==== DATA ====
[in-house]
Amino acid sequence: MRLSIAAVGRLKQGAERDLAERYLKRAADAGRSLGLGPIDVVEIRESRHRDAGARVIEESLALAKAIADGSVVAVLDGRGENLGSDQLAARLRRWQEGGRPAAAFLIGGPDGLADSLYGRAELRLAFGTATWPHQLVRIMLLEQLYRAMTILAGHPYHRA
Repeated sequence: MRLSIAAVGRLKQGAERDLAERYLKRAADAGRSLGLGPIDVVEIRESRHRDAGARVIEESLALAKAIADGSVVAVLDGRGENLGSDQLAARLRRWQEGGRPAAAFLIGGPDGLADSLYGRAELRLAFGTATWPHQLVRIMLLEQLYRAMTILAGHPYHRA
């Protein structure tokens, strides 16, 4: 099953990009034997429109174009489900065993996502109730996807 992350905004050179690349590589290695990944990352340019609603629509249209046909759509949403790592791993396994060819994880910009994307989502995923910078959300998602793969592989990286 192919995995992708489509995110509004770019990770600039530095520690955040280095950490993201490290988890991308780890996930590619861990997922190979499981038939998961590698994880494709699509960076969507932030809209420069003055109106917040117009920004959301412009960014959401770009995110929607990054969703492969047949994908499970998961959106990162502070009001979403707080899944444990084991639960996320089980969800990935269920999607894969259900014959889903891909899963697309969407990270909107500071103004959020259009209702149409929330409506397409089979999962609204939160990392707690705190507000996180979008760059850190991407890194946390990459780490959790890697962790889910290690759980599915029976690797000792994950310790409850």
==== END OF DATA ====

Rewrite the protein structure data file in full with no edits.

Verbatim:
[in-house]
Amino acid sequence: MRLSIAAVGRLKQGAERDLAERYLKRAADAGRSLGLGPIDVVEIRESRHRDAGARVIEESLALAKAIADGSVVAVLDGRGENLGSDQLAARLRRWQEGGRPAAAFLIGGPDGLADSLYGRAELRLAFGTATWPHQLVRIMLLEQLYRAMTILAGHPYHRA
Repeated sequence: MRLSIAAVGRLKQGAERDLAERYLKRAADAGRSLGLGPIDVVEIRESRHRDAGARVIEESLALAKAIADGSVVAVLDGRGENLGSDQLAARLRRWQEGGRPAAAFLIGGPDGLADSLYGRAELRLAFGTATWPHQLVRIMLLEQLYRAMTILAGHPYHRA
């Protein structure tokens, strides 16, 4: 099953990009034997429109174009489900065993996502109730996807 992350905004050179690349590589290695990944990352340019609603629509249209046909759509949403790592791993396994060819994880910009994307989502995923910078959300998602793969592989990286 192919995995992708489509995110509004770019990770600039530095520690955040280095950490993201490290988890991308780890996930590619861990997922190979499981038939998961590698994880494709699509960076969507932030809209420069003055109106917040117009920004959301412009960014959401770009995110929607990054969703492969047949994908499970998961959106990162502070009001979403707080899944444990084991639960996320089980969800990935269920999607894969259900014959889903891909899963697309969407990270909107500071103004959020259009209702149409929330409506397409089979999962609204939160990392707690705190507000996180979008760059850190991407890194946390990459780490959790890697962790889910290690759980599915029976690797000792994950310790409850």